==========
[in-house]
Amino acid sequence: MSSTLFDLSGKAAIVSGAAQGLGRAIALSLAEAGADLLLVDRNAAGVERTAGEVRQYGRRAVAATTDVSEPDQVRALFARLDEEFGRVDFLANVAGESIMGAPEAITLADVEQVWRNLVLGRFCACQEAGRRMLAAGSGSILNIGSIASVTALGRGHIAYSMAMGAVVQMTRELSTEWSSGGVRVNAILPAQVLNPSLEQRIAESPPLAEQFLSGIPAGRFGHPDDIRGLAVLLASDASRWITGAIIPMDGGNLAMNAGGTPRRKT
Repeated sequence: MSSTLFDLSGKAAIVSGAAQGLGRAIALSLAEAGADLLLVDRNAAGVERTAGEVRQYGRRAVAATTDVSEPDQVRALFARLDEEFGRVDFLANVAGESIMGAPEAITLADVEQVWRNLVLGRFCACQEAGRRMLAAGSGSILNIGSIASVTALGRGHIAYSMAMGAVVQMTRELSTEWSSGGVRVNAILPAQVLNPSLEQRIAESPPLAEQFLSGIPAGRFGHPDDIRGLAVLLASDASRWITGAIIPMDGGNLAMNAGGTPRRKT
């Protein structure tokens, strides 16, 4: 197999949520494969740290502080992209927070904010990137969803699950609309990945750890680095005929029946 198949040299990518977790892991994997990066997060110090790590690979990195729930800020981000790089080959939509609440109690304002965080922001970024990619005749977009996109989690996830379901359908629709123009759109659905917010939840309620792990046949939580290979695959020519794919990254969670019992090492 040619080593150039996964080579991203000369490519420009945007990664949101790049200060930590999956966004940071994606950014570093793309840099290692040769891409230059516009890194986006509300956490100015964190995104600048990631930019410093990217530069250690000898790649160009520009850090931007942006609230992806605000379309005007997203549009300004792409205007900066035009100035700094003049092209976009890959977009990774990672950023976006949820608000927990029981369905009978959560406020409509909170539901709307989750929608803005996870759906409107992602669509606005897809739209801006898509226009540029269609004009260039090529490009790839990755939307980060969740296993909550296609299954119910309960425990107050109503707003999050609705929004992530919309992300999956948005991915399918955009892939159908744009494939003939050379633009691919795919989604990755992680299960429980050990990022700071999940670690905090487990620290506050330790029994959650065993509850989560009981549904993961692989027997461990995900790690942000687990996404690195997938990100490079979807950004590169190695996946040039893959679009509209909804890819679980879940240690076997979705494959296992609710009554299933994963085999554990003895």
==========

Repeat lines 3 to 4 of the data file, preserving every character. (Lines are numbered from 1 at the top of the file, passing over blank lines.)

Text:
Repeated sequence: MSSTLFDLSGKAAIVSGAAQGLGRAIALSLAEAGADLLLVDRNAAGVERTAGEVRQYGRRAVAATTDVSEPDQVRALFARLDEEFGRVDFLANVAGESIMGAPEAITLADVEQVWRNLVLGRFCACQEAGRRMLAAGSGSILNIGSIASVTALGRGHIAYSMAMGAVVQMTRELSTEWSSGGVRVNAILPAQVLNPSLEQRIAESPPLAEQFLSGIPAGRFGHPDDIRGLAVLLASDASRWITGAIIPMDGGNLAMNAGGTPRRKT
């Protein structure tokens, strides 16, 4: 197999949520494969740290502080992209927070904010990137969803699950609309990945750890680095005929029946 198949040299990518977790892991994997990066997060110090790590690979990195729930800020981000790089080959939509609440109690304002965080922001970024990619005749977009996109989690996830379901359908629709123009759109659905917010939840309620792990046949939580290979695959020519794919990254969670019992090492 040619080593150039996964080579991203000369490519420009945007990664949101790049200060930590999956966004940071994606950014570093793309840099290692040769891409230059516009890194986006509300956490100015964190995104600048990631930019410093990217530069250690000898790649160009520009850090931007942006609230992806605000379309005007997203549009300004792409205007900066035009100035700094003049092209976009890959977009990774990672950023976006949820608000927990029981369905009978959560406020409509909170539901709307989750929608803005996870759906409107992602669509606005897809739209801006898509226009540029269609004009260039090529490009790839990755939307980060969740296993909550296609299954119910309960425990107050109503707003999050609705929004992530919309992300999956948005991915399918955009892939159908744009494939003939050379633009691919795919989604990755992680299960429980050990990022700071999940670690905090487990620290506050330790029994959650065993509850989560009981549904993961692989027997461990995900790690942000687990996404690195997938990100490079979807950004590169190695996946040039893959679009509209909804890819679980879940240690076997979705494959296992609710009554299933994963085999554990003895």